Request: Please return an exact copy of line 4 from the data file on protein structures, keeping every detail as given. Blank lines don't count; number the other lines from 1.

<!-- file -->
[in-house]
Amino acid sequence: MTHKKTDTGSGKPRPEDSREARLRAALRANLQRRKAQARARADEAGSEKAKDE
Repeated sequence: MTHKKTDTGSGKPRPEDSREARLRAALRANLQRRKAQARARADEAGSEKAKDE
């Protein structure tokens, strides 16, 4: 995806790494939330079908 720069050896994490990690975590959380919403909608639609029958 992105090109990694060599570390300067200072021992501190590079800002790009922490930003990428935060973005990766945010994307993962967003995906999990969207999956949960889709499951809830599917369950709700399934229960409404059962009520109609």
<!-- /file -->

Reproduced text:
């Protein structure tokens, strides 16, 4: 995806790494939330079908 720069050896994490990690975590959380919403909608639609029958 992105090109990694060599570390300067200072021992501190590079800002790009922490930003990428935060973005990766945010994307993962967003995906999990969207999956949960889709499951809830599917369950709700399934229960409404059962009520109609």